Food Safety Matters to Gordon Ramsay What was your �ırst experience with cooking? It was at home with my mom. But when it came to a more professional setting, it was when I had to leave the soccer field behind and fi nd my second passion at culinary college. How do you ensure quality and consistency throughout all of your restaurants? First off, we have an amazing team behind the scenes that visits our restaurants weekly, if not daily. We also use secret diners and do unannounced checks frequently. We need to make sure everyone is on their toes at all times.

As a restaurateur and chef, how important is food safety to your business? It’s extremely important. With 39 restaurants around the world, any customer who becomes sick can take down our business in one tweet. So for me and my staff, they know how important cleanliness and food safety is, and we take it very seriously. What do you hope that everyone who eats your food comes away thinking? My hope is that they’ve had a delicious meal with impeccable service that will keep them coming back for more or remember for the rest of their year. So many people come through the doors at Hell’s Kitchen in Las Vegas and comment about what a magical experience it’s been, from the service to the food, and that’s what I strive for. n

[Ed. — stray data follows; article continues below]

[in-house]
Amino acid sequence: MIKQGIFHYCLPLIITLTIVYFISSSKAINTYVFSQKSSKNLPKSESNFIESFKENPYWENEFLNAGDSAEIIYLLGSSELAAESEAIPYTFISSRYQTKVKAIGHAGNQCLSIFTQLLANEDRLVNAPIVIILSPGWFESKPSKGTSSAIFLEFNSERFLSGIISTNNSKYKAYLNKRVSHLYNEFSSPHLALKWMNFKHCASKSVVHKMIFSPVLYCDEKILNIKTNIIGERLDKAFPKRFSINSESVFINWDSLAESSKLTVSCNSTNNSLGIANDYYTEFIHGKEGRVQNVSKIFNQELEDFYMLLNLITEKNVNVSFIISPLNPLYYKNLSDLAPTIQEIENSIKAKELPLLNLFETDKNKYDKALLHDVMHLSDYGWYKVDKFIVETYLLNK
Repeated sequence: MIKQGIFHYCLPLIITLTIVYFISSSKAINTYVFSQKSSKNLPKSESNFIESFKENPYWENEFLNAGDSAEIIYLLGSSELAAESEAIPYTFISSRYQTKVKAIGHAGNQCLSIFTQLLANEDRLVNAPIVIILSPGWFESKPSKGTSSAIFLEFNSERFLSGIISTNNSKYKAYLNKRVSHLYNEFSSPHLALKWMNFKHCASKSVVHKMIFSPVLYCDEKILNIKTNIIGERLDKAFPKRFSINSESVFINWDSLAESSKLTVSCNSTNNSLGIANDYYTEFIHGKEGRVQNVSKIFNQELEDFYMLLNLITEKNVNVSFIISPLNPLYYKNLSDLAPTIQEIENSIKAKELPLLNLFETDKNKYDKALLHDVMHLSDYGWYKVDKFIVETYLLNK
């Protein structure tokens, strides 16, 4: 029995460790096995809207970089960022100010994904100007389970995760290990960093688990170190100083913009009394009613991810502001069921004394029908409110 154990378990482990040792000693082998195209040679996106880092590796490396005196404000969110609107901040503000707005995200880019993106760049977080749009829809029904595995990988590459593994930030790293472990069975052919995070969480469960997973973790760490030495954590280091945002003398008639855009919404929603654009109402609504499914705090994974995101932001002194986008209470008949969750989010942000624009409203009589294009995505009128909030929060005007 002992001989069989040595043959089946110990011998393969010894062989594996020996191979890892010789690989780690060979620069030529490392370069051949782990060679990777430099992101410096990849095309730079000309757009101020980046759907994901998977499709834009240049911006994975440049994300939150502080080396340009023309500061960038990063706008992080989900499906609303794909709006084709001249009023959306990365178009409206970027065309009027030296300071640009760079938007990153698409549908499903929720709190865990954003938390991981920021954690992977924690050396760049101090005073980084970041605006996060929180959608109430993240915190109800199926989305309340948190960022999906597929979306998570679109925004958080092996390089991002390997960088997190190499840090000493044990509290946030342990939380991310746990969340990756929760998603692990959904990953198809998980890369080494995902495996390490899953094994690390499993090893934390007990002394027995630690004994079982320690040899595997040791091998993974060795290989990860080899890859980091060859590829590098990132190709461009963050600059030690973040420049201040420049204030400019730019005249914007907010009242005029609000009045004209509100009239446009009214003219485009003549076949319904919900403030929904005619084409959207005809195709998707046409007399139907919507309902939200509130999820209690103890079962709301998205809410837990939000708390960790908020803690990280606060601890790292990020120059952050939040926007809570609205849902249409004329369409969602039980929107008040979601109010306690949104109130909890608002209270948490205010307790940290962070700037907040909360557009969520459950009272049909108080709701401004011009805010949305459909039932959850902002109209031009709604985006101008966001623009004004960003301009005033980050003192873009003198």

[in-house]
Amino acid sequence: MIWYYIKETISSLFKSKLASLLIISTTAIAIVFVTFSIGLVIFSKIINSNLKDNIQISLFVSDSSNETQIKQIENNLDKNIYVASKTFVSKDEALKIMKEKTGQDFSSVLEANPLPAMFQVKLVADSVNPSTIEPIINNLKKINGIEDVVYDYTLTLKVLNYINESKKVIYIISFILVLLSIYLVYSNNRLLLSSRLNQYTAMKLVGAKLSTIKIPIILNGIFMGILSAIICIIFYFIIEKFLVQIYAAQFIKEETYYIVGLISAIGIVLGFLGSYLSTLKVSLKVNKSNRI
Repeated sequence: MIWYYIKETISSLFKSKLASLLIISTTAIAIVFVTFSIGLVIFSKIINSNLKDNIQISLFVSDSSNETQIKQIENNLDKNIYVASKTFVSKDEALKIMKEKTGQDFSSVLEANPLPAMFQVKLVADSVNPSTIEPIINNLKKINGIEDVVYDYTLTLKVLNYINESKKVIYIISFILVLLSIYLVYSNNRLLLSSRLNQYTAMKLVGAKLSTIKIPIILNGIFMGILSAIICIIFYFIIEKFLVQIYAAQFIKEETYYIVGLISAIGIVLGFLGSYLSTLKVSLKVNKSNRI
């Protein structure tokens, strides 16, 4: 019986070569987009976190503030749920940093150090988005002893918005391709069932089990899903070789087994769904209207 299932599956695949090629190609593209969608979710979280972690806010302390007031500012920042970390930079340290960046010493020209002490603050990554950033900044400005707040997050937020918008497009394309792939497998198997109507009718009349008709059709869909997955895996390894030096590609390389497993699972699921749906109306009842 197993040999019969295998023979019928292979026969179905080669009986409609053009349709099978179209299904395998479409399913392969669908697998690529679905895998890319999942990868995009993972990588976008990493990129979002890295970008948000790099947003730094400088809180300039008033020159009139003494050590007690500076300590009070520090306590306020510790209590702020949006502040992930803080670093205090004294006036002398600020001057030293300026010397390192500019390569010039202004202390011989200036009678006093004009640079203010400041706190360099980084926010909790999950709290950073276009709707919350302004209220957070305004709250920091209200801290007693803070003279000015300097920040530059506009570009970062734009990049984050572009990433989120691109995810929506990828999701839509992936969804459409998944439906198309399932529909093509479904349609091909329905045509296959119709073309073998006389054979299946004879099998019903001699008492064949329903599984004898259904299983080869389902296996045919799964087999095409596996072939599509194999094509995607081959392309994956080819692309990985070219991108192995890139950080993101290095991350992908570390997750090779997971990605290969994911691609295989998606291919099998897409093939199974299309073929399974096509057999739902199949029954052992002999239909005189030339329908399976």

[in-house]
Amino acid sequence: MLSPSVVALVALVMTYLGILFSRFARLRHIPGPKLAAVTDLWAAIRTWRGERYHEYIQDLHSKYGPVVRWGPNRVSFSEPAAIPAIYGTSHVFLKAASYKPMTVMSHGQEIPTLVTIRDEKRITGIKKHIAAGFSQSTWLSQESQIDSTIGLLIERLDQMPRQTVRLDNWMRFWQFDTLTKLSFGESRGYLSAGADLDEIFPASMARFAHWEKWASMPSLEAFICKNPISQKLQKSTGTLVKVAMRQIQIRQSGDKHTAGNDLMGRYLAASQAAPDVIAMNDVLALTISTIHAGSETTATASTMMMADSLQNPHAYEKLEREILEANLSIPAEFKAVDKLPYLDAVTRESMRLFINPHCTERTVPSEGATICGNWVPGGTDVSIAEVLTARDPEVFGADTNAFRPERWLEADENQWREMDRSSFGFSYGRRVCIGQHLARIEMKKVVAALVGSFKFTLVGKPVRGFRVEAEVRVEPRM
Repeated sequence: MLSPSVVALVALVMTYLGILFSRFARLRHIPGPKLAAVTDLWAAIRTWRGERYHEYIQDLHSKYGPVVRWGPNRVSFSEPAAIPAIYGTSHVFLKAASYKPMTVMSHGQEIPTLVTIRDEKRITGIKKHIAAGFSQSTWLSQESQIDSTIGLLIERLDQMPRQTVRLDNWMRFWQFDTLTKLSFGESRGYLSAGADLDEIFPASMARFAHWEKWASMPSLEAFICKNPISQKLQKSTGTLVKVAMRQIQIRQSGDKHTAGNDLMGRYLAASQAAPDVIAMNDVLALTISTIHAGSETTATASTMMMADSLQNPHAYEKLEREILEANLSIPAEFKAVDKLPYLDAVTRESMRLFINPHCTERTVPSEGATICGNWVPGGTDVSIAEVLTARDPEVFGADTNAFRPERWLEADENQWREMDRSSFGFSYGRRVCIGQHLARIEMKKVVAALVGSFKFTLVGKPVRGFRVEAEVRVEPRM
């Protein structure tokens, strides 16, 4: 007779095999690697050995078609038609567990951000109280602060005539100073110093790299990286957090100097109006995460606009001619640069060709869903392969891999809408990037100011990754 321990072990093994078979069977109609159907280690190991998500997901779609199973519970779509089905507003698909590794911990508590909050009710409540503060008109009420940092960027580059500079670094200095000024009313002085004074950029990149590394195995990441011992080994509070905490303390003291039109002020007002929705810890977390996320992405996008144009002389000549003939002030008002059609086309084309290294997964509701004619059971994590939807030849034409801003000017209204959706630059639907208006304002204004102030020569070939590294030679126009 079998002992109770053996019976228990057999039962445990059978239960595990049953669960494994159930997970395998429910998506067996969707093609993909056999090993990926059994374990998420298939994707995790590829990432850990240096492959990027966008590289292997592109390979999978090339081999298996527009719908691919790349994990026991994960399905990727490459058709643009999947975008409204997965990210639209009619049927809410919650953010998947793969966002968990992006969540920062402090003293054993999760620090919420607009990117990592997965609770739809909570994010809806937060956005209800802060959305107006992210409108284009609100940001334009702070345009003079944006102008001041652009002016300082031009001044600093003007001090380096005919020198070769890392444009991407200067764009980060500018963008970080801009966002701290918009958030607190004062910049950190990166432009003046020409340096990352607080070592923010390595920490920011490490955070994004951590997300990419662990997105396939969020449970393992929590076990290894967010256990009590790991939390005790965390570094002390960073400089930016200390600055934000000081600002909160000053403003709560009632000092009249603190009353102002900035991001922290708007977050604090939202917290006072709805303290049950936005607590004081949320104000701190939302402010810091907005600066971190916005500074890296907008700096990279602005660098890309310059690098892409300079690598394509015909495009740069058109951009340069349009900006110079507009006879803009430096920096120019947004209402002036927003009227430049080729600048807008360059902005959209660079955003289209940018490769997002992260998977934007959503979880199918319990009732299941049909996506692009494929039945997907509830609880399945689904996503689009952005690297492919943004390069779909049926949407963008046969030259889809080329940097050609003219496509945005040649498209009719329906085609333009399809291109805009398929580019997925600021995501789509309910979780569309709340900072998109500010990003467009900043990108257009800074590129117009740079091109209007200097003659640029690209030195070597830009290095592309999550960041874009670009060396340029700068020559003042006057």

Reinventing the Pallet for the Modern Age SPONSORED

Everything you buy sat on a pallet at some point. A supplychain disruptor is making pallets stronger, safer, and smarter. Among the most important things in our lives is something we typi6 • FUTUREOFBUSINESSANDTECH.COM

cally don’t see or think about: shipping pallets. Wooden “skids” are ubiquitous. More than 900 million were produced last year alone, and about 2 billion currently circulate in the United States annually. “The whole world moves on a pallet,” said Jeffrey Owen, founder and CEO of Lightning Technologies (https://lightningtechnologies. com/), with corporate headquarters in Oxford, Michigan. “Everything you have in your house came there at some point on a pallet.”

Disrupting the world Pallets haven’t changed much since their introduction in the 1920s. Traditional wood pallets can harbor bacteria and spoil and contaminate food. They are difficult to clean and sanitize and offer zero data to companies during the shipping process. Owen, recently referred to as “The Prince of Pallets” by Forbes, is shaking things up. “We took the best of the wood world, the plastic world and the technology world.” Lightning’s innovative pallets are encapsulated with an antifungal and antimicrobial polyurethane coating (it’s the only pallet certified by NSF International). The end result is a pallet that is hygienic, antibacterial, fire retardant, and durable — expected to last at least


Gordon Ramsay, chef and TV personality, tells us about how his restaurants prioritize food safety and customer experience.